“Ships at a distance have every man’s wish on board.”
– Zora Neale Hurston, from “Their Eyes Were Watching God”
“Their Eyes Were Watching God” ricocheted the sentiment that I had after embarking on the Certificate of Legal Practice (CLP) course. The years of day dreaming of living a life as a lawyer is finally much visible and because of that, questions of self identity started pouring in and I had to ponder on questions like “Which area interests me?” ; “Should I chamber in a small firm, big firm or a medium firm?”; and most importantly, “What kind of lawyer do I want to be?”
My First Lesson
As I embarked on this indelible journey of attachment in Alex Chang & Co, I found that undergoing an attachment with the right mentor allows me to not only have added value to my curriculum vitae but also added value to myself as a person. The first thing that was shared by Mr Chang to me was a line from the Sun Tzu’s Art of War, which explains that in any situation, three things determining the outcome are the“heaven’s will, geographical structure, and human relationship” and in our field, we can take advantage of these, through carefully crafted words and techniques at the right time. This will of course take years of practice and lots of groundwork to be done to achieve this.
Rule of Thumb
Besides that, I was also taught a principle which is “never to assume” anything at all in life because in our realm, lawyers are constantly arguing over the grey areas, thus, our capabilities are measured from the solutions that we provide to our clients. Also, we have to be good “forecasters” of consequences because we need to anticipate the arguments and outcomes that will be submitted by our opponent as well as the deliberation by the judges.
The other rule which I have learnt: only speak when you are backed up by authorities. This practice of only speaking with authorities has trained me to be more precise in my speeches as well as opinion forming because for every question that is posted to me, Mr Chang would only accept arguments and reasoning that I can use to persuade a judge, if not, it would just be another telltale which would not be admitted in the honourable courts.
Theories to Practice
Furthermore, I was given multiple case studies to work on, deliberate, derive my own opinion and then, present to Mr Chang at the end of every working day. Besides, he also made sure that I joined in the discussion of their current cases where he showed me how an opening speech was to be properly made, right terminologies to be used, manner and etiquette when we are submitting before the judge. Also, I was lucky enough to witness a rare ex parte Fortuna Injunction being applied in chambers.
Reading the case studies and observing how Malaysian law is being applied in day to day submissions enriched my understanding of the CLP syllabus. My drafting skills were enhanced because now I can relate to these theories which are actually deployed in real life scenarios. Memorising Civil Procedure rules also became an automatic practice rather than a “force feeding” session into my memory. For the above reason, I have a great sense of fulfilment.
Sustaining My Block of Cheese
Mr Chang will try his best to puncture holes on my block of cheese (argument) while I will have to try my best to sustain my block of cheese from falling apart on a daily basis for all the case studies because he told me that there will not be second chances in real life scenarios when I have to submit before the judges.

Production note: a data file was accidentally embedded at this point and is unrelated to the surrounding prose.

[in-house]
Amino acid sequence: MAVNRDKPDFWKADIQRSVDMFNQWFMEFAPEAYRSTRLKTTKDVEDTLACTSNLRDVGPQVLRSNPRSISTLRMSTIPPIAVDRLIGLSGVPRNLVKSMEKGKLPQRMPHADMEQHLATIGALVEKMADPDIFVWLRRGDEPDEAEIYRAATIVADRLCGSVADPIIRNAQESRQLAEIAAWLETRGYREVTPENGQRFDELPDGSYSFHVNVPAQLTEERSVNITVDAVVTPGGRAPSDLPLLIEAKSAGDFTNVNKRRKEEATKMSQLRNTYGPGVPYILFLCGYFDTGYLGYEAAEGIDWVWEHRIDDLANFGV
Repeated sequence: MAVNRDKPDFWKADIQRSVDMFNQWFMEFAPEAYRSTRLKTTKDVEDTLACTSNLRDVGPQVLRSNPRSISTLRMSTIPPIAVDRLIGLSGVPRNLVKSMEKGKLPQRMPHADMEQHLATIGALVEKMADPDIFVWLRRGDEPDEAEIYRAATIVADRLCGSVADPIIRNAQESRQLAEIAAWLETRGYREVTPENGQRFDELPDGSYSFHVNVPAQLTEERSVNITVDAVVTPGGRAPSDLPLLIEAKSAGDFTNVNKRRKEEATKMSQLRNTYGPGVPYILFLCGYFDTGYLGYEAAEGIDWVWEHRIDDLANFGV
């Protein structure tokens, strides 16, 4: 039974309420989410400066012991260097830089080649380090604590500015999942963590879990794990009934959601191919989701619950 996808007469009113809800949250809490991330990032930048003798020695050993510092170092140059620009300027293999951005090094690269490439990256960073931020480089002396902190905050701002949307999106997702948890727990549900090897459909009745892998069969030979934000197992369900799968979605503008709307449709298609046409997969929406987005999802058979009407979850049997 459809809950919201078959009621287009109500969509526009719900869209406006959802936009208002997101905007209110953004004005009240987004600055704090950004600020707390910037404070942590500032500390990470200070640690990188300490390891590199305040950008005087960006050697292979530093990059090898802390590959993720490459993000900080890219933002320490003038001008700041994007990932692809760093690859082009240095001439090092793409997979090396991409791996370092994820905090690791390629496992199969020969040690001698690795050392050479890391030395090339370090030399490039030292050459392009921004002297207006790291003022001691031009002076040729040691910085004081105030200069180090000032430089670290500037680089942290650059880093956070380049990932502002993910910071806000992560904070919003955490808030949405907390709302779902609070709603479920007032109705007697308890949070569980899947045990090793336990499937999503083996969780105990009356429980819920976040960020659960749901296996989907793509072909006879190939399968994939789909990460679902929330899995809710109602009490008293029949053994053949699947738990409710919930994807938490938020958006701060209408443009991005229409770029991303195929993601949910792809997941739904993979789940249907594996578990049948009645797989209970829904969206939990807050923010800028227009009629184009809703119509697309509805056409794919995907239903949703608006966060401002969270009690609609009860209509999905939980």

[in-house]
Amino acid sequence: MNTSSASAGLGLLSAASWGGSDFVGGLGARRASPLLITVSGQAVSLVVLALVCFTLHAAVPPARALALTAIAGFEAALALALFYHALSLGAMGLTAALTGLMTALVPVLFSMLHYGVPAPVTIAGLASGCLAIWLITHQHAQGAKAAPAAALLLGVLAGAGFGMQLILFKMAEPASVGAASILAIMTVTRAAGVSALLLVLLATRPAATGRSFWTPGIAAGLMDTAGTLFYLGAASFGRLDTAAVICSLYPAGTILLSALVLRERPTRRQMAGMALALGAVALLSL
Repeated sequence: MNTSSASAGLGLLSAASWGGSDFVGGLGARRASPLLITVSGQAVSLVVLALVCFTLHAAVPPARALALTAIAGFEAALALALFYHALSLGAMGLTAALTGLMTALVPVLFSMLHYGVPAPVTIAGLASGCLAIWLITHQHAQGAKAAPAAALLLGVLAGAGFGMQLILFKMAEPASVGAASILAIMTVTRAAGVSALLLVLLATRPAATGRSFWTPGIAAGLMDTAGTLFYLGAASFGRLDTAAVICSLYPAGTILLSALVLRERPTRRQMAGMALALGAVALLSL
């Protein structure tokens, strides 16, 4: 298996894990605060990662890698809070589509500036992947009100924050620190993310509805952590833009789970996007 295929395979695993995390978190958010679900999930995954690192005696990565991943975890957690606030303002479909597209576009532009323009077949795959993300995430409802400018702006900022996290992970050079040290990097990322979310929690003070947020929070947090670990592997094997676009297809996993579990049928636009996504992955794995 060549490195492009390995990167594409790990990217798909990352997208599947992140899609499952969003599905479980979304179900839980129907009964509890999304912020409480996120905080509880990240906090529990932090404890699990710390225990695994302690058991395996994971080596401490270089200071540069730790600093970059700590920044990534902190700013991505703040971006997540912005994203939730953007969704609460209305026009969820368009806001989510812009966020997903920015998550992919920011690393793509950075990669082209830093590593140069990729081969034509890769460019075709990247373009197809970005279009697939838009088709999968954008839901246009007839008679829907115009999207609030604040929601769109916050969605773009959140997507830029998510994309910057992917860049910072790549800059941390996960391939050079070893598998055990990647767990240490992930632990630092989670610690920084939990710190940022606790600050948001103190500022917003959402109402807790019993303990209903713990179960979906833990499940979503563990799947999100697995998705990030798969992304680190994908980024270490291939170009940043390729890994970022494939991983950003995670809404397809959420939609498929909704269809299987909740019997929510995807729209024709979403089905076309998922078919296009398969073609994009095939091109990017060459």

It is definitely an invaluable experience because such exercise progresses my train of thought to look at situations in a deeper spectrum and to actually enjoy researches because I cannot take for granted and apply my essentials (college textbooks) to all situations, because in real life, facts are always different and he made it a point for me to back up every single fact with an authority before I speak. This in fact made me pay more attention to minute details and to actually put on a curious hat to get a reasoning for even the simplest peculiarity.
In cognisance to that, the most memorable experience that I derived during this attachment is the fact that I would wake up eager to get to work daily at six in the morning, crawling through the dreadful one and a half hour jam to Kuala Lumpur, and to my own surprise, look forward to start the day at work because I get to put my legal skills on check and ready to discover something new.
This environment helped me to grow because in Alex Chang & Co, my colleagues are not just another co-worker but family members because they guide not only by actions but by heart. The experience has not only taught me the etiquettes and the court ethics as a lawyer but also allow me to envision the kind of lawyer that I want to be in the future, to be able to inspire another junior to feel proud of this profession like how Mr Chang would always share, “Look at your case like a game and not a job because you will dread to finish a job but you would use your heart to win the game”.
Notes of Appreciation
Last but not least, courtesies of a small and trivial character are the ones which strike deepest in the gratefully and appreciating heart and thus, I would love to extend my gratitude to the invaluable guidance given by my mentor, Mr Chang and both his Legal Assistants, Ms Lim and Mr Soong who are both generous about their knowledge as well as personal experiences helping me to think out of the box. In addition to that, I am also grateful to Ms Wong, Ms Chow and Mrs Chang for taking care of and guiding me throughout this transit.”I never face Monday morning blues, because of fun colleagues like you. Thank you.”